In The News

/In The News
In The News 2017-10-05T09:46:03+00:00
1910, 2018

Media Grant Call 2018 Announcement

The SFSA Secretariat wants to thank all applicants for the interest shown in the Media Grant Call. Also, we want to thank the independent selection panel for their hard work and quick turn around time. SELECTED 15 FOR GRANTS Algeria: Hichem Boumedjout, El-Massa Newspaper / SciDevNet: Cameroon: Mohamadou Houmfa: Voice of America: DRC: Gabrielle Nina Mitch, INSTANT NEWS: Egypt: Ahmed Hassan Balah, Springer Nature / Scientific American: Ethiopia: Mekonnen Teshome Tollera, New Business: Ghana: Alice Aryeetey, GHOne TV (EIB NETWORK LTD): Kenya: Justus Wanzala, Kenya Broadcasting Corporation: Lesotho: Marafaele Antonia Mohloboli, Lesotho Times: Malawi: Ananiya Alick Ponje, Times Group: Nigeria: Adam Alqali, African Newspage: Nigeria: Victor Azu: Nigerian Television Authority (NTA): Somalia: Daud Abdi Daud, Somali Media for Environment Science Health and Agriculture (SOMESHA): Tanzania: Yusuph Magasha, Sahara Media Group Ltd / Radio Free Africa: Uganda: Carolyn Ashaba: Uganda Broadcasting Corporation [UBC TV]: Zimbabwe: Jeffrey Murimbechi, Capitalk100.4 FM:

3009, 2017

Disadvantaged SA universities see promise in research fairness scheme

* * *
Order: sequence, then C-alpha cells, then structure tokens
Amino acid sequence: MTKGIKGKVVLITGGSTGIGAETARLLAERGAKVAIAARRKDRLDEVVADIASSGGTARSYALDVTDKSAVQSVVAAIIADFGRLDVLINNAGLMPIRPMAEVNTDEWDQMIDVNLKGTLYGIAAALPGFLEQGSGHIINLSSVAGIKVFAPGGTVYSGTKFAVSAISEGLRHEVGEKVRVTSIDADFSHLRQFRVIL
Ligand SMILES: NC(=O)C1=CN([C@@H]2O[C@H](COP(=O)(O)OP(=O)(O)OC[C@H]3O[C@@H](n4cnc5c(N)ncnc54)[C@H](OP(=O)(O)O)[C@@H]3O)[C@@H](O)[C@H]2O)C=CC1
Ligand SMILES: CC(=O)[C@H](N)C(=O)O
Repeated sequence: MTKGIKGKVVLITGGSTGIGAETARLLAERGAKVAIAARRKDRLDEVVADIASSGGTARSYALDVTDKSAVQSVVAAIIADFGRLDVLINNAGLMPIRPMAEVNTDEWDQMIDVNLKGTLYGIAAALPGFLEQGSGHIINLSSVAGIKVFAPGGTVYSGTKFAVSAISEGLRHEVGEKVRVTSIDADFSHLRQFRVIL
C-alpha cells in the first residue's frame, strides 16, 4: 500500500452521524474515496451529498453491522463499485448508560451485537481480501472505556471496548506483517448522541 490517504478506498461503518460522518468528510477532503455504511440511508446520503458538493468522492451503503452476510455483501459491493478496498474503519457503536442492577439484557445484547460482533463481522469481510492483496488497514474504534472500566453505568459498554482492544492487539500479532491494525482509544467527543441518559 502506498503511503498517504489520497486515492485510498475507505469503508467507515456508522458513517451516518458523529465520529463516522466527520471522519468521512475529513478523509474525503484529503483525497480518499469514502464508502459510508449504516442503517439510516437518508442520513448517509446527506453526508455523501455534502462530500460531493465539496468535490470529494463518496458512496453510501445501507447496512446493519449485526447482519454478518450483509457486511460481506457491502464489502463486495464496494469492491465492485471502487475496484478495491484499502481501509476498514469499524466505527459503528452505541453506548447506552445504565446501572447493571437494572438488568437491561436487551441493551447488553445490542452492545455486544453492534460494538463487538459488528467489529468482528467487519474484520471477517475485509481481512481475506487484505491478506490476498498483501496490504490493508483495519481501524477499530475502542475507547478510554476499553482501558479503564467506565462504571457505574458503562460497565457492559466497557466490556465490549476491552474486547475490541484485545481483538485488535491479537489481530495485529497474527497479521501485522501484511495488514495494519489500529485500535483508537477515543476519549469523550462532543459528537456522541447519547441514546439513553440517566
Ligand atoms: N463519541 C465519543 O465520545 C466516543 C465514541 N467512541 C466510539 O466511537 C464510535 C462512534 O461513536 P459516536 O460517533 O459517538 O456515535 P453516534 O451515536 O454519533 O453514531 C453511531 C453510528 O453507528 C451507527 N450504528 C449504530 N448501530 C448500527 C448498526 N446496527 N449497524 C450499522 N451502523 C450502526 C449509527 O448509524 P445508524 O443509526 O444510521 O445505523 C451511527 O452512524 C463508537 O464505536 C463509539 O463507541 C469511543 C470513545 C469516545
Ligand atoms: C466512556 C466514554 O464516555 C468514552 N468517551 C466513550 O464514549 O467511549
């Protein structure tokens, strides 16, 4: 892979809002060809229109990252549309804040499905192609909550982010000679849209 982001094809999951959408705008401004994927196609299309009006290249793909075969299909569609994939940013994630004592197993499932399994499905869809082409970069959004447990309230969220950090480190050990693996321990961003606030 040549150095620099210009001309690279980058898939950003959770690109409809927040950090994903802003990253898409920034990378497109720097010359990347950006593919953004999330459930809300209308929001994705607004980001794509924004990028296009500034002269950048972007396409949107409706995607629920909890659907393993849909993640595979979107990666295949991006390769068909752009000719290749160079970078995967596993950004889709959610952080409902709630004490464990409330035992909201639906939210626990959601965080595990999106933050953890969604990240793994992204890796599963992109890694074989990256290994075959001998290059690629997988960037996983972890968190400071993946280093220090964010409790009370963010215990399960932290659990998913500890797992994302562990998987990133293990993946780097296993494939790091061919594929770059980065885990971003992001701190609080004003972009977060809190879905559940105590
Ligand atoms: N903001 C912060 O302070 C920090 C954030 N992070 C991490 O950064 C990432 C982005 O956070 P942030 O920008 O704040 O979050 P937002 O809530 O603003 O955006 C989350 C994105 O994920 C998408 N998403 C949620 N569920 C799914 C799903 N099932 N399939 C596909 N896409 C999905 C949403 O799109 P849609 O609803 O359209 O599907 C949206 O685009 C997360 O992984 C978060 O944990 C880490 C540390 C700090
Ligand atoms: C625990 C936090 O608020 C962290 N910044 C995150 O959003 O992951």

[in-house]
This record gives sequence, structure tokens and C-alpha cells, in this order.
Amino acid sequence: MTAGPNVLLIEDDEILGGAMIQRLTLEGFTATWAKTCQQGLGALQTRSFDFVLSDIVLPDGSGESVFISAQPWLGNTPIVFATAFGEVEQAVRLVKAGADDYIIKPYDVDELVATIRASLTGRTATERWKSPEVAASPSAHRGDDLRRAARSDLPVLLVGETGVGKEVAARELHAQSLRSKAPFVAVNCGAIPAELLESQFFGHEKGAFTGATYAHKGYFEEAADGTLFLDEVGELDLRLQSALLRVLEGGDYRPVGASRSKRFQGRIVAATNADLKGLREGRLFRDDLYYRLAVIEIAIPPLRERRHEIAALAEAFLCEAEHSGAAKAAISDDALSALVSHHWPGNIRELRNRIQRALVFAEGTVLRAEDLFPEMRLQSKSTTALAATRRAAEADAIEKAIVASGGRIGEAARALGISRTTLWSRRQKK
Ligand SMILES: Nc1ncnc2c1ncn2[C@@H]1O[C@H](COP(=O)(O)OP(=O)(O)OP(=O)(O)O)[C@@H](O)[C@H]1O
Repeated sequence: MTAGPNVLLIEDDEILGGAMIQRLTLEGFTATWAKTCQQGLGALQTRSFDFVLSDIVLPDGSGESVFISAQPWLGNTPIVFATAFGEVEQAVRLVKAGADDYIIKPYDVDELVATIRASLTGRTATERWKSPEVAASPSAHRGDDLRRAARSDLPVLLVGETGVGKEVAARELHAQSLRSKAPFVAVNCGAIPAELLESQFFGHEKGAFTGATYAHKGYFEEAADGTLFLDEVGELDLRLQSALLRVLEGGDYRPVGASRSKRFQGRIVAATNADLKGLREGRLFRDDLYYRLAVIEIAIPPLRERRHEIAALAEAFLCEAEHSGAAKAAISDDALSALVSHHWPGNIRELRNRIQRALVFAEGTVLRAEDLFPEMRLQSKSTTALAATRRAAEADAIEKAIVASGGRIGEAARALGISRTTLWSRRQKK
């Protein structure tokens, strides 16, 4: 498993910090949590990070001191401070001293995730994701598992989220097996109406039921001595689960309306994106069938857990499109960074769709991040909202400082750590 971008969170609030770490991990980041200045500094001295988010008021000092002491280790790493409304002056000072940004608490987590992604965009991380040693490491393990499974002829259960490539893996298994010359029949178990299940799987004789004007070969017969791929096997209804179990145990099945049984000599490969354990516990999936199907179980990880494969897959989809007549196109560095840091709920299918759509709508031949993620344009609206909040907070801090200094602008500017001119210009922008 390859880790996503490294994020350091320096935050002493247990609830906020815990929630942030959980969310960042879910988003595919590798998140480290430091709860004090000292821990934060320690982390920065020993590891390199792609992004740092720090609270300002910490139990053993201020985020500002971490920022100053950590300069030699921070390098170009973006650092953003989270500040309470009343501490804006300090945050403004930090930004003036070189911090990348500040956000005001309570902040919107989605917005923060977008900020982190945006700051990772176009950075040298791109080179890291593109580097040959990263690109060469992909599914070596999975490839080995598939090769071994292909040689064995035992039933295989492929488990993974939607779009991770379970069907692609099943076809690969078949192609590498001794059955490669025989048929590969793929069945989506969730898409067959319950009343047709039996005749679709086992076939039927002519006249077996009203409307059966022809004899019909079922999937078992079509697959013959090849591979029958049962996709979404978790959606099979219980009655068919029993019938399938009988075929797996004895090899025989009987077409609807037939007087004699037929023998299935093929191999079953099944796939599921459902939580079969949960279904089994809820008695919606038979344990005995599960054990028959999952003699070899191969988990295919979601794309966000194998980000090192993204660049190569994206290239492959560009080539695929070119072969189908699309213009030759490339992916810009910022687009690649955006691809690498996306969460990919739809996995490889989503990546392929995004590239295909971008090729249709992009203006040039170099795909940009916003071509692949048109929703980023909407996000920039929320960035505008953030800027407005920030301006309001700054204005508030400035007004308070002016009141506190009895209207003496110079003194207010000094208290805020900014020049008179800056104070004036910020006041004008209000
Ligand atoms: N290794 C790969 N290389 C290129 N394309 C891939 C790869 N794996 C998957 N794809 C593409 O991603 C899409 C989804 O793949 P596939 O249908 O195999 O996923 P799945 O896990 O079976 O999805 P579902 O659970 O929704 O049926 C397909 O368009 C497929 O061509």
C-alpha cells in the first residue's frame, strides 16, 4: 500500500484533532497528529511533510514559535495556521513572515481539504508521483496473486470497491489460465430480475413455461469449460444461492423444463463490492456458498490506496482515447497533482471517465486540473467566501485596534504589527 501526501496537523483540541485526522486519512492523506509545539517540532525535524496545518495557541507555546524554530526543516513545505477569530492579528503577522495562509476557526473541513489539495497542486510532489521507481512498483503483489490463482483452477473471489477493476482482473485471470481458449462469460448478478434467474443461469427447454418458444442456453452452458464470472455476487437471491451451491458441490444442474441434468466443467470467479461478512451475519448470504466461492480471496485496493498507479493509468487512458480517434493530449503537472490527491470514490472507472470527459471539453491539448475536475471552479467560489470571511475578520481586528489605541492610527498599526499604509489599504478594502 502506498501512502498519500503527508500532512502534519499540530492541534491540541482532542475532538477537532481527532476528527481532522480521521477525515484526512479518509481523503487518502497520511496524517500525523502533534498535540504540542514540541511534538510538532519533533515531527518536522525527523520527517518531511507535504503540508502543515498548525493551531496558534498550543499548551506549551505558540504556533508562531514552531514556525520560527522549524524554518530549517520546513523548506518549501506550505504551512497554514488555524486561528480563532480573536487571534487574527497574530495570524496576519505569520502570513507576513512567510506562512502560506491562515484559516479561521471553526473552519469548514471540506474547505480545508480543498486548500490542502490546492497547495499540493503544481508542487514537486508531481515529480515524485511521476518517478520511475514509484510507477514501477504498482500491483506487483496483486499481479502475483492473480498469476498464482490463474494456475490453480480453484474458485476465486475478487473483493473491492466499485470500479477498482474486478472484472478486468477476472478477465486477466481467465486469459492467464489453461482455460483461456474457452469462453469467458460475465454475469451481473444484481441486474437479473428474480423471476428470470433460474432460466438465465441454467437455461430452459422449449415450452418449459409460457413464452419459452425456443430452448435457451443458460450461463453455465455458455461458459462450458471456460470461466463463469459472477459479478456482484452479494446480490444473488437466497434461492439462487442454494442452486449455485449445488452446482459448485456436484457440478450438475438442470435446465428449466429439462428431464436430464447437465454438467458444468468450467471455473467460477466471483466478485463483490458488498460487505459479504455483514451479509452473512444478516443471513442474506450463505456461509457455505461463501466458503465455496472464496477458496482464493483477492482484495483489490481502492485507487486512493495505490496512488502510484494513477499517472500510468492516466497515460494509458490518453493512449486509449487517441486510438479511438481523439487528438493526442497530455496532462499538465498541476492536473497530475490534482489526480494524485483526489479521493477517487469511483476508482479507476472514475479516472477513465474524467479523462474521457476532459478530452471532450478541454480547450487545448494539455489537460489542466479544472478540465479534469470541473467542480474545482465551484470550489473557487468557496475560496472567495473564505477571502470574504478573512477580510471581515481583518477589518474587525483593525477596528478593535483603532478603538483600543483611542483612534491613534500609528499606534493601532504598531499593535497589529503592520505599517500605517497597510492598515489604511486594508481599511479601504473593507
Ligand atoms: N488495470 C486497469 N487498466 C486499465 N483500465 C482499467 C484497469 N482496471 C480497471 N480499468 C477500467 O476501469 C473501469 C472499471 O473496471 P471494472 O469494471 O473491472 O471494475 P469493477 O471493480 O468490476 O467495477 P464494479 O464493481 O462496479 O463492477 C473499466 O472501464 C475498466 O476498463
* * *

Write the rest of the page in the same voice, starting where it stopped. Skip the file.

The University of Fort Hare and Sefako Makgatho Health Sciences University (SMU) could be among the first South African research institutions to evaluate the fairness of their research practices using a recently-launched benchmarking scheme. The two ‘historically disadvantaged’ institutions joined four others—including heavyweights like the University of Cape Town and Stellenbosch University—at a workshop in Cape Town on 2 to 3 October to learn more about making submissions to the nascent Research Fairness Initiative. According to Prem Govender, SMU’s director of research and postgraduate studies, the RFI holds promise for South Africa’s smaller universities. “We’re a new university, a health-focused university, and the RFI gives us a toolbox that we can use to audit where we are at and where we are going,” he said. The RFI, managed by the Switzerland-based Council on Health Research for Development, is designed to help institutions probe a range of issues related to ethical and fair research, such as benefit-sharing, equal partnerships and good conduct. It was created in response to complaints from developing country researchers of unfair treatment in partnerships, as well as concerns about intellectual property management. Universities, research institutes or funders can submit institutional evaluations to the RFI, which the initiative [...]